Gian Hayer, 42, also known as Mani Singh, has received one of the longest bans the Insolvency Service (IS) has given for running Glasgow Data, a company that was turning over hundreds of millions of pounds a year in the mid-2000s, and buying and selling millions of mobile phones.
The IS found his company had "wrongfully" reclaimed over £858,000 in VAT from HM Revenue & Customs (HMRC).
Hayer, a martial-arts enthusiast whose company stopped trading in 2007 after an intervention from HMRC, was part of a chain of traders who took advantage of the differences in VAT ratings on mobile phones between the UK and other countries.
Using a scheme known as missing trader intra-community (MTIC) fraud, one trader in the operation would buy the mobile phones from places such as Cyprus, where there is no VAT on mobiles.
They would be sold on between different dealers within the UK, one of whom would go "missing", depriving HMRC of the VAT incurred on their sale transaction in the process.
The products would then eventually be sold to one of the countries with zero VAT on mobile phones, which include Spain, and the seller would claim the VAT back on their previous purchase from HMRC.
Further complicating the picture for the authorities, each trader would buy and sell similar amounts of phones at almost the same time, offsetting the VAT incurred in one transaction with the VAT due from the other, a process known as contra-trading.
Hayer's ban related primarily to three deals between April and June 2006, in which his company bought over one million phones valued at £455m and sold over one million phones valued at £456m.
Of 190 transactions involved in this business, the IS told the Sunday Herald that it had found 140 that were linked to "missing" traders and had cost the agency £48.2m in lost revenue.
According to documents filed with Companies House, the period in question formed part of Glasgow Data's most successful trading year - although the numbers do not tally with the IS's findings.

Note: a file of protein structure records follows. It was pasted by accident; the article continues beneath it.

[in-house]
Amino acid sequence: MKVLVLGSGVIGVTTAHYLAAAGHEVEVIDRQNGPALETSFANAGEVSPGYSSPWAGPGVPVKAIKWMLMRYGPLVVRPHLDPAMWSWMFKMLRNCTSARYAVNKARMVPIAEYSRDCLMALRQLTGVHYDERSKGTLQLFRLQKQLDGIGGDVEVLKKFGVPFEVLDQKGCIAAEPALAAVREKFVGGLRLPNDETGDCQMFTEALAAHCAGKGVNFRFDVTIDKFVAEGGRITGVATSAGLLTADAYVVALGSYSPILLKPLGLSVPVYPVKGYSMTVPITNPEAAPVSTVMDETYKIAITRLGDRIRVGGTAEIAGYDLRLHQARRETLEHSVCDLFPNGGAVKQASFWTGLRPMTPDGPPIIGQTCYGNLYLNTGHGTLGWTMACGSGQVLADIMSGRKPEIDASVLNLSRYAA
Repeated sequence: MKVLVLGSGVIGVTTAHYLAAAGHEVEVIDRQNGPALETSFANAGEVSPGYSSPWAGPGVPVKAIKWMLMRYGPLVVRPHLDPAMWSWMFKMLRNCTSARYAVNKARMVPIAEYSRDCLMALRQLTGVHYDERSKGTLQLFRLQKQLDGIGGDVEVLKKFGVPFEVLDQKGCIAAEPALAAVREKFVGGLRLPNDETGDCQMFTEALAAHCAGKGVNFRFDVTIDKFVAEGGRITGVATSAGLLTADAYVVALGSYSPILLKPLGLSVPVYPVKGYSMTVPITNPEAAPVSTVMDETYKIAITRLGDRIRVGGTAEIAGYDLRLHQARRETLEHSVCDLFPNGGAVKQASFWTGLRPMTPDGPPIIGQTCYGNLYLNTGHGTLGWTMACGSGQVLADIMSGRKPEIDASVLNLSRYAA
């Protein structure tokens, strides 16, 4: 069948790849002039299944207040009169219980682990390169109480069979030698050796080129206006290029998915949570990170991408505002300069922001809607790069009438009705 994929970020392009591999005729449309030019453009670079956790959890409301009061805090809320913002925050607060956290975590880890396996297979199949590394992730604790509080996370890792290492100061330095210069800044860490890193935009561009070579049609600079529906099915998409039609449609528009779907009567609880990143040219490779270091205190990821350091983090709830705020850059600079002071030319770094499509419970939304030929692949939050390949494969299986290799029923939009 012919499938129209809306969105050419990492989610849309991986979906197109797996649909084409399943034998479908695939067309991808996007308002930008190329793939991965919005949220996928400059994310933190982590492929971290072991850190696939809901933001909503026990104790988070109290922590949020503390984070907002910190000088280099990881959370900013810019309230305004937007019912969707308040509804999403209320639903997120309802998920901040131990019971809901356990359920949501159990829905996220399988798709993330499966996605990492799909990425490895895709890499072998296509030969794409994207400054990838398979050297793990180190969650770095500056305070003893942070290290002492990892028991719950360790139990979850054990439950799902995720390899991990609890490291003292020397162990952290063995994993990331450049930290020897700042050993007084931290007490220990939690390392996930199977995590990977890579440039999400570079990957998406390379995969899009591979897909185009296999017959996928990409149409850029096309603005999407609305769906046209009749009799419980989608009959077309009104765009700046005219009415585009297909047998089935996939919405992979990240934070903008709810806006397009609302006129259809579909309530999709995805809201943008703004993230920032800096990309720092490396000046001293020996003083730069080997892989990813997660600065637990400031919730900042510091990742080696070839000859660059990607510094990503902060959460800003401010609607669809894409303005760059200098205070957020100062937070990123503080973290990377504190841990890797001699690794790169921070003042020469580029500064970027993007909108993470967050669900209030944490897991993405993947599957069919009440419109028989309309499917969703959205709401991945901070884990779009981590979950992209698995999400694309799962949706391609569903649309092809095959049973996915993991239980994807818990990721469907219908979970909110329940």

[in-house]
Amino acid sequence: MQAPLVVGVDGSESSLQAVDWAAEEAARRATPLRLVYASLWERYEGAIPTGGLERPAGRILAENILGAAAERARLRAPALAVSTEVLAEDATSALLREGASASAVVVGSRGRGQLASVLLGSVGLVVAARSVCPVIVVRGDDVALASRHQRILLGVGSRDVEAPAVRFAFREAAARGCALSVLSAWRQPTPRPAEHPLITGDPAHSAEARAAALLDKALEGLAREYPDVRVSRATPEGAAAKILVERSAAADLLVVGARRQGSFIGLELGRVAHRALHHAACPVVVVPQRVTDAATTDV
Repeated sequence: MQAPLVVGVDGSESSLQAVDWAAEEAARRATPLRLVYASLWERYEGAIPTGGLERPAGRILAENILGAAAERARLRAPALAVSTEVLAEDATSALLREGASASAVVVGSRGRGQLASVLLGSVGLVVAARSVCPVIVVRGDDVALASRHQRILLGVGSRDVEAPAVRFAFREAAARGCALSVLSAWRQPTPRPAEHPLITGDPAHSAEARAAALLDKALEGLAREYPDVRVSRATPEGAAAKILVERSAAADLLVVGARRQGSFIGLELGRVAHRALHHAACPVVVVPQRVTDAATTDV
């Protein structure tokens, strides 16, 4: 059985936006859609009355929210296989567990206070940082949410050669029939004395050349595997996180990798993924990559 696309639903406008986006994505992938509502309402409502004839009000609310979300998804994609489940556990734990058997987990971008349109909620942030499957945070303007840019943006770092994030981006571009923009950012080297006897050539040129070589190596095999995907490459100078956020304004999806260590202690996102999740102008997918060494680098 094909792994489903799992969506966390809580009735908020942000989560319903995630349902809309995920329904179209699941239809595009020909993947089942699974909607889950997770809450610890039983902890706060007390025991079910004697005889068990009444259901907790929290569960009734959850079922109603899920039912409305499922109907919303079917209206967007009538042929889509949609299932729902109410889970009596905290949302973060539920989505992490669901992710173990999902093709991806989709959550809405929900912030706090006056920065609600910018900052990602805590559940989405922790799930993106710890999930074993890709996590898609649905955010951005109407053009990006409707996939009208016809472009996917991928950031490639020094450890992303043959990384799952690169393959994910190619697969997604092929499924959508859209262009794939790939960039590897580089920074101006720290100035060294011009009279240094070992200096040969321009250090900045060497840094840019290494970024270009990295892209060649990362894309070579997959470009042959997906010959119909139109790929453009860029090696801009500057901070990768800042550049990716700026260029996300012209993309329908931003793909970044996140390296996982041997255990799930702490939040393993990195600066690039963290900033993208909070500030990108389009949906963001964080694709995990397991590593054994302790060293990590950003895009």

Company accounts show Glasgow Data turned over £390m in the year ended March 31, 2007, making a pre-tax profit of £1.3m.
Hayer was forced to pay back over £450,000 to HMRC in 2010 after a prohibitory property order by the Edinburgh Court of Session the year before, but he has not been charged with fraud to date.
The IS alleged that he either knew or ought to have known about the fraudulent nature of the transactions because he had received three warnings from HMRC in 2002 and 2005. It also alleged that he also ignored HMRC advice to check the VAT status of his counter-parties, carried out credit checks on them but ignored negative feedback, and failed to carry out any duel diligence on them until after the trades were completed.
The IS would not comment on whether Hayer would face criminal charges, as it has a policy of not discussing ongoing cases.
As well as Glasgow Data, other companies involved in the chains have received winding up orders, including Leeds-based Fonedealers Ltd and London-based Barato Wholesalers Ltd.
The IS, whose highest directorship ban is 15 years, said: "Mr Gian Singh Hayer caused Glasow Data Limited ... to participate in transactions which were connected with the fraudulent evasion of Value Added Tax ... such connections being something which he either knew or ought to have known."
It added: "He caused [Glasgow Data] wrongfully to claim the sum of at least £868,525 from HM Revenue & Customs."
Hayer did not return calls in time for publication.